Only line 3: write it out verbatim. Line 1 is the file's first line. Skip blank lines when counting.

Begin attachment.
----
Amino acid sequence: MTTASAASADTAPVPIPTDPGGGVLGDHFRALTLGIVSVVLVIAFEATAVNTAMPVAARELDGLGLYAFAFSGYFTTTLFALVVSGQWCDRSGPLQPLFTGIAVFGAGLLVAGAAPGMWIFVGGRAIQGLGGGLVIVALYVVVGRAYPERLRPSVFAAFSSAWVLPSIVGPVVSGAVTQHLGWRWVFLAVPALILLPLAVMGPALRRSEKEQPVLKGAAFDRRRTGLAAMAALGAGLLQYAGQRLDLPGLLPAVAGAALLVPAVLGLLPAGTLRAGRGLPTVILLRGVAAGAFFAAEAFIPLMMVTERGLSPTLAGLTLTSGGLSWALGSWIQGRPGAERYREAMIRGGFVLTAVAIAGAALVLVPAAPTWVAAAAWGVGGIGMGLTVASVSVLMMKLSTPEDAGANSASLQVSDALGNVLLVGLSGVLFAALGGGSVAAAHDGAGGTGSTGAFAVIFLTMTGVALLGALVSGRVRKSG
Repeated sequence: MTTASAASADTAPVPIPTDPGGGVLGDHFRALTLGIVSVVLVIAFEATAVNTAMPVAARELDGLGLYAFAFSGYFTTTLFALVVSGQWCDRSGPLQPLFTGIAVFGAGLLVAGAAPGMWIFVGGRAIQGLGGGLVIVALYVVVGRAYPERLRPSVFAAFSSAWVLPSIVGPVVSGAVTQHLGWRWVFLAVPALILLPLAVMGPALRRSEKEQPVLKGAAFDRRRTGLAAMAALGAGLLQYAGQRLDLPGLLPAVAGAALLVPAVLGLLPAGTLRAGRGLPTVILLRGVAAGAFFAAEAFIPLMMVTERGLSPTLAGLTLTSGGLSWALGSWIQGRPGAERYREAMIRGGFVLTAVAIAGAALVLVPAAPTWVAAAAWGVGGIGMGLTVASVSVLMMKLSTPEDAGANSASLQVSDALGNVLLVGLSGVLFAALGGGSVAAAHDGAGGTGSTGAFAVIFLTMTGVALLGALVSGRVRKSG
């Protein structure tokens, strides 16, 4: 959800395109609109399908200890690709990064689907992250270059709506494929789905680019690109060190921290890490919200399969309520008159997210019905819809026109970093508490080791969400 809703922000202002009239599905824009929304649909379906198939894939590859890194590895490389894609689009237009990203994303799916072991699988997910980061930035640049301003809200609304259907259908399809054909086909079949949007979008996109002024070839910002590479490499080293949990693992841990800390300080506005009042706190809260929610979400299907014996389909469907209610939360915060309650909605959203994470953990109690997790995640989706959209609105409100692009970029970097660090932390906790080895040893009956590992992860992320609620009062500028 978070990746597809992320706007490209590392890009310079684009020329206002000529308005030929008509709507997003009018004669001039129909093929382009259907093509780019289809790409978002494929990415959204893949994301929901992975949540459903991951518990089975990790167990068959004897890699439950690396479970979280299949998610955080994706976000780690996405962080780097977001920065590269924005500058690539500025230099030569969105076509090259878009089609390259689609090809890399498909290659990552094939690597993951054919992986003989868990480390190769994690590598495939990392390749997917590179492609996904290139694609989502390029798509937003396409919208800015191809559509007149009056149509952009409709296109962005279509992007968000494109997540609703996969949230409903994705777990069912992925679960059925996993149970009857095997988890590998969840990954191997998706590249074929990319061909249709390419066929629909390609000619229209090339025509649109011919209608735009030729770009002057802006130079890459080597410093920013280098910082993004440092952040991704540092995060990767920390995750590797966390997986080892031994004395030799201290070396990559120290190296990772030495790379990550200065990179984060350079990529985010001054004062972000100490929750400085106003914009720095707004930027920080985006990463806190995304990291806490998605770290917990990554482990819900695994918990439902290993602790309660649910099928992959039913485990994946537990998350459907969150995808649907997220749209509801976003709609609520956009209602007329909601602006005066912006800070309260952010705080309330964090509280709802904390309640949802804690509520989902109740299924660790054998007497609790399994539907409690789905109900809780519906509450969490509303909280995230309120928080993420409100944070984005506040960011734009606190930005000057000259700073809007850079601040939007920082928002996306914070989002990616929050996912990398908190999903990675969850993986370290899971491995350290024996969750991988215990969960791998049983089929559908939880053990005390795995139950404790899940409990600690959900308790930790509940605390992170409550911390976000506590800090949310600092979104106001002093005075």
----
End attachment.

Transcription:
């Protein structure tokens, strides 16, 4: 959800395109609109399908200890690709990064689907992250270059709506494929789905680019690109060190921290890490919200399969309520008159997210019905819809026109970093508490080791969400 809703922000202002009239599905824009929304649909379906198939894939590859890194590895490389894609689009237009990203994303799916072991699988997910980061930035640049301003809200609304259907259908399809054909086909079949949007979008996109002024070839910002590479490499080293949990693992841990800390300080506005009042706190809260929610979400299907014996389909469907209610939360915060309650909605959203994470953990109690997790995640989706959209609105409100692009970029970097660090932390906790080895040893009956590992992860992320609620009062500028 978070990746597809992320706007490209590392890009310079684009020329206002000529308005030929008509709507997003009018004669001039129909093929382009259907093509780019289809790409978002494929990415959204893949994301929901992975949540459903991951518990089975990790167990068959004897890699439950690396479970979280299949998610955080994706976000780690996405962080780097977001920065590269924005500058690539500025230099030569969105076509090259878009089609390259689609090809890399498909290659990552094939690597993951054919992986003989868990480390190769994690590598495939990392390749997917590179492609996904290139694609989502390029798509937003396409919208800015191809559509007149009056149509952009409709296109962005279509992007968000494109997540609703996969949230409903994705777990069912992925679960059925996993149970009857095997988890590998969840990954191997998706590249074929990319061909249709390419066929629909390609000619229209090339025509649109011919209608735009030729770009002057802006130079890459080597410093920013280098910082993004440092952040991704540092995060990767920390995750590797966390997986080892031994004395030799201290070396990559120290190296990772030495790379990550200065990179984060350079990529985010001054004062972000100490929750400085106003914009720095707004930027920080985006990463806190995304990291806490998605770290917990990554482990819900695994918990439902290993602790309660649910099928992959039913485990994946537990998350459907969150995808649907997220749209509801976003709609609520956009209602007329909601602006005066912006800070309260952010705080309330964090509280709802904390309640949802804690509520989902109740299924660790054998007497609790399994539907409690789905109900809780519906509450969490509303909280995230309120928080993420409100944070984005506040960011734009606190930005000057000259700073809007850079601040939007920082928002996306914070989002990616929050996912990398908190999903990675969850993986370290899971491995350290024996969750991988215990969960791998049983089929559908939880053990005390795995139950404790899940409990600690959900308790930790509940605390992170409550911390976000506590800090949310600092979104106001002093005075």